There you have it, good people. Yesterday it was laid cold, hard and bare. Any pretence that the EU’s envisaged backstop for Northern Ireland was anything other than a shameful land-grab of UK sovereign territory disappeared like a straw in the wind. Germany annexed Austria to its territory in March 1938 under the Anschluss operation. It now seeks to do similar with a part of the United Kingdom where pro-British passions run most deep. Nigel Farage told me yesterday there was no direct comparison. He’s right, there isn’t. But the principle is exactly the same. And Angela Merkel’s stunning ignorance of the UK’s constitutional order has brought any prospect of an agreed Brexit to almost 0%

Let’s be candid and say Germany isn’t a country known for treading lightly in delicate international territorial matters. Having unilaterally recognised in the independence of Croatia in 1991 (against advice from significant quarters in global politics), it precipitated the bloody Balkan conflict which engulfed the peninsula for the better part of a decade. The EU as a whole suffered massive reputational damage during that conflict by engaging with blood-soaked warlords. Here it is again, attempting to wrench Northern Ireland away from the UK – a move guaranteed to cause massive instability should any British government be stupid enough to contemplate it.

For what? The EU has bought into Dublin’s false assertion that there is something sacrosanct about the ‘all-island economy’. There isn’t. And why? Because its largely a myth, that’s why. Yes, trade does take place across the border just as it takes place across hundreds of borders between adjoining jurisdictions. However, Northern Ireland buys six times more goods from Great Britain than it buys from the Republic. It sells four times more to the mainland than it sells south to the Irish state. Whether it be in terms of public expenditure, economic underpinning or trade dependency, the province is utterly reliant on the rest of the Kingdom and no amount of Sinn Fein-funded studies, reports by sympathetic academics or clickbait enunciations by Fianna Fail senatorial nobodies can alter that fact.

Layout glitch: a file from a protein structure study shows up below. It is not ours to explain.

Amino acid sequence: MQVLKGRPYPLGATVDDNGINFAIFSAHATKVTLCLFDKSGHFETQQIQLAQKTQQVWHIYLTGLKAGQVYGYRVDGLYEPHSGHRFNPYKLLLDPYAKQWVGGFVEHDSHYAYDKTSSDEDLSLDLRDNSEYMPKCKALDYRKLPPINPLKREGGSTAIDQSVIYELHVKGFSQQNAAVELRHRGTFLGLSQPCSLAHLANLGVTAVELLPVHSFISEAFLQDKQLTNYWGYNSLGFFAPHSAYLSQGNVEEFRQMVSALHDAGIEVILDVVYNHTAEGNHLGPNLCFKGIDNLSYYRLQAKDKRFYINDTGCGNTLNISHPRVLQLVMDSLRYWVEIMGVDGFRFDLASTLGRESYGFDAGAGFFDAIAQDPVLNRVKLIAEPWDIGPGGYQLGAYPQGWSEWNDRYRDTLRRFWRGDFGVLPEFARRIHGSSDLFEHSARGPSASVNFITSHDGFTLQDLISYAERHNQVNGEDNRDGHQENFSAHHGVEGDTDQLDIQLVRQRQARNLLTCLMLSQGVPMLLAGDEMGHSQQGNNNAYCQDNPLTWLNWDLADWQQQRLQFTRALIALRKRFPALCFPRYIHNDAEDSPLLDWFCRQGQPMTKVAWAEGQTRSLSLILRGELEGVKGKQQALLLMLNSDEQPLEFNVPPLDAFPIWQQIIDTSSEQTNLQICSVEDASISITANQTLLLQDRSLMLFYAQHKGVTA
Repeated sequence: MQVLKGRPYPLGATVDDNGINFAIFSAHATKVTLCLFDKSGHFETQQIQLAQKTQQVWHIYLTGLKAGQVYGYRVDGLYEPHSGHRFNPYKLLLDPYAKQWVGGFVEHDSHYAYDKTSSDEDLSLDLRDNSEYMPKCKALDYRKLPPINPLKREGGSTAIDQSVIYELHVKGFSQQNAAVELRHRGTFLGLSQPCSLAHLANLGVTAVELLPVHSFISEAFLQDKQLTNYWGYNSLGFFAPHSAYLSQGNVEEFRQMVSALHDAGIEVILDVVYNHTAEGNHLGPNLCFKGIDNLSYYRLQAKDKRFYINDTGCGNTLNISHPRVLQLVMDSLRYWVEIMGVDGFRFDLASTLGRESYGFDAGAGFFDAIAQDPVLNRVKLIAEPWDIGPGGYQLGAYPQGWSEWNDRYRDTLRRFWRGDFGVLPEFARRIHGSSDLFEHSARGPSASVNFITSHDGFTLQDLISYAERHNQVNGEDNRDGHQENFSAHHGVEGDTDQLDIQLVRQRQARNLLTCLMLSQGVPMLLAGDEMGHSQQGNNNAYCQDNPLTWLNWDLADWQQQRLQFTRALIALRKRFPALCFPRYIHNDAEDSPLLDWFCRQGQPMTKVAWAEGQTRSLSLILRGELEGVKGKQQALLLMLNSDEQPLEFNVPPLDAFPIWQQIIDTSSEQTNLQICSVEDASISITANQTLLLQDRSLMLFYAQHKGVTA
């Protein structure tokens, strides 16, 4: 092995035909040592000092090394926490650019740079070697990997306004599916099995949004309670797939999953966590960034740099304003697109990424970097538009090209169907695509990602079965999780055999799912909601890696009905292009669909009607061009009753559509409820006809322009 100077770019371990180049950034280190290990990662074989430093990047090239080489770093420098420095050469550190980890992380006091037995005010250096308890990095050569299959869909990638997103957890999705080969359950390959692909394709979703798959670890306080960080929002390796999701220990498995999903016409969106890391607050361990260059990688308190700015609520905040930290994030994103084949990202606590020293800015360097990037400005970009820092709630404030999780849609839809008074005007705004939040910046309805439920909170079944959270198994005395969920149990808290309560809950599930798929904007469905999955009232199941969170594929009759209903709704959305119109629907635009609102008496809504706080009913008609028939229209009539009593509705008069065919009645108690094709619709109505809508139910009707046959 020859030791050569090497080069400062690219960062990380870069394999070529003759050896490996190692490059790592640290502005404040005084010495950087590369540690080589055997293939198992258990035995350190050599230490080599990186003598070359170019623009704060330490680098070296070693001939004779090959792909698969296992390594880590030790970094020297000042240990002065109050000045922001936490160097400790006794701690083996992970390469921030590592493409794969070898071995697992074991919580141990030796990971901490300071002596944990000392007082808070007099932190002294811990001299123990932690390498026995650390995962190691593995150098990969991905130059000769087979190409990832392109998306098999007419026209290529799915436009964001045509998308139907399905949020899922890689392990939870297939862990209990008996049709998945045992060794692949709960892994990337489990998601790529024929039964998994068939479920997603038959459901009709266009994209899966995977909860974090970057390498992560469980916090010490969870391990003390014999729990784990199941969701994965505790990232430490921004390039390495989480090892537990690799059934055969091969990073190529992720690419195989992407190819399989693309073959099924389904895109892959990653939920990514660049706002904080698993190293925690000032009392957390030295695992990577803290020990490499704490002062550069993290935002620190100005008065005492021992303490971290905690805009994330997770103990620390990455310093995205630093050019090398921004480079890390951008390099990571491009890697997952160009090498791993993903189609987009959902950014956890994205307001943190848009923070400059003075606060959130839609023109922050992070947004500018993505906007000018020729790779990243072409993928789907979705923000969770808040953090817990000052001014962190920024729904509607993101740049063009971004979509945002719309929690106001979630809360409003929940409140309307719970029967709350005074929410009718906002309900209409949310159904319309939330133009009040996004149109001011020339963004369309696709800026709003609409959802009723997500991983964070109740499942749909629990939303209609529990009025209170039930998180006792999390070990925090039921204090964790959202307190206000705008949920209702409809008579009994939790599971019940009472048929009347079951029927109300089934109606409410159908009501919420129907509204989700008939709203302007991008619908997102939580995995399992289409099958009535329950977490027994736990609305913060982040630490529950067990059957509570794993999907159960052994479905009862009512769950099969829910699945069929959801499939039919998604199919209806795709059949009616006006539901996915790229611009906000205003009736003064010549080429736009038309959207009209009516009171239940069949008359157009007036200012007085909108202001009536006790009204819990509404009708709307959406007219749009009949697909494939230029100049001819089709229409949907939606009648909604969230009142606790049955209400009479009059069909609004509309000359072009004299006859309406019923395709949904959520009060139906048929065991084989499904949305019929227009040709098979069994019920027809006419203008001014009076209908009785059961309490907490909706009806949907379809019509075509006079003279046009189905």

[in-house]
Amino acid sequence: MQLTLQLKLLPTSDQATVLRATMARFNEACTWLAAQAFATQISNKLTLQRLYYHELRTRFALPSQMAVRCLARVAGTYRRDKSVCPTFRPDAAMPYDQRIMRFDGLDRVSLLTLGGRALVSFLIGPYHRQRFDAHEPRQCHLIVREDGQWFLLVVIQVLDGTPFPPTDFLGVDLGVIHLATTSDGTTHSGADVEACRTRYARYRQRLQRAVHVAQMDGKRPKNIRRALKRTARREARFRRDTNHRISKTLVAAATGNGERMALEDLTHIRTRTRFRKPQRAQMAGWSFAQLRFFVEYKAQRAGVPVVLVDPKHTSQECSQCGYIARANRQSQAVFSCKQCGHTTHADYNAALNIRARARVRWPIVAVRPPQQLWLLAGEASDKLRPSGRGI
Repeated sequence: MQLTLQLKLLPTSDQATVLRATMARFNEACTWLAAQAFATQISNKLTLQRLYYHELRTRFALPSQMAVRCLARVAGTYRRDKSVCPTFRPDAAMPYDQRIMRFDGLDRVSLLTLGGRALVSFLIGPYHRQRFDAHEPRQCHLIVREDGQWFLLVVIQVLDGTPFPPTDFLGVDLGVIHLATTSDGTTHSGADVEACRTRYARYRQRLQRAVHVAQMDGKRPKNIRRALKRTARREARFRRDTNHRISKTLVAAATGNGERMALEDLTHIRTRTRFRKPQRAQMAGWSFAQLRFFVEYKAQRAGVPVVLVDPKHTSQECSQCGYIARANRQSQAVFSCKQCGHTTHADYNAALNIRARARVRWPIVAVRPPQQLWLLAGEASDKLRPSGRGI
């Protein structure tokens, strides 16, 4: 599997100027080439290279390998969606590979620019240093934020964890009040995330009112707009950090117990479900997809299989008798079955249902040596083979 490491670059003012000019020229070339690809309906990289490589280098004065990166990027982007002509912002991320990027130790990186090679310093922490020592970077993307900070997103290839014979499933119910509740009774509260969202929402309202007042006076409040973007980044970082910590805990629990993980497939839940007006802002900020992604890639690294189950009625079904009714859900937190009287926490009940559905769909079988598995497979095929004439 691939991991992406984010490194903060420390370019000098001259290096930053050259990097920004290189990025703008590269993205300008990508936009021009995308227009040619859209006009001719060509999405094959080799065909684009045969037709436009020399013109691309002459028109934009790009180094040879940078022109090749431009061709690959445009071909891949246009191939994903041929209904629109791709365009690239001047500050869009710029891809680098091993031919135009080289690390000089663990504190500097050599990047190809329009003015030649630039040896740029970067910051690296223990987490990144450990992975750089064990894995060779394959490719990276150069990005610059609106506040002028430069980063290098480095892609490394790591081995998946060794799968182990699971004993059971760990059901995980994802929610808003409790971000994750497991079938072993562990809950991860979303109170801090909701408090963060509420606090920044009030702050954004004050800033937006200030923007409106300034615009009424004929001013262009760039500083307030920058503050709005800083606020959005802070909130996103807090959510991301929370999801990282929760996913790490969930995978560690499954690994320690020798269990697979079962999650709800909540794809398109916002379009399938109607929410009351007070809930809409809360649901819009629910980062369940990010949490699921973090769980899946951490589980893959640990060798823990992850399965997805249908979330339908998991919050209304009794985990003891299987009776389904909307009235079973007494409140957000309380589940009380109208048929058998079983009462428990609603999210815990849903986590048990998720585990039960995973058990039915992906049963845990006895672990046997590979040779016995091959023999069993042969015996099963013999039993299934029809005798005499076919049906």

The current backstop permanently entraps a part of the UK within the EU’s legal order. It denies the voters of Northern Ireland a say on any rules it would have to apply, and makes the entrapment permanent. All this nonsense about its temporary nature and alternative arrangements provided a comfort blanket to those naive of the Union’s real intentions. The European Union and its Dublin attack hounds seek a constitutional arrangement no democratic country with a serious attitude to national sovereignty could endorse. Barnier, Varadkar et al tell us their aim is the ‘presevation of peace on the island of Ireland’. What, by pretending Unionists don’t exist?! Let me tell them that, should their mendacious scheme come to fruition (which it won’t), they’re likely to preside over the biggest outpouring of Unionist civil unrest since the signing of the Anglo-Irish Agreement.

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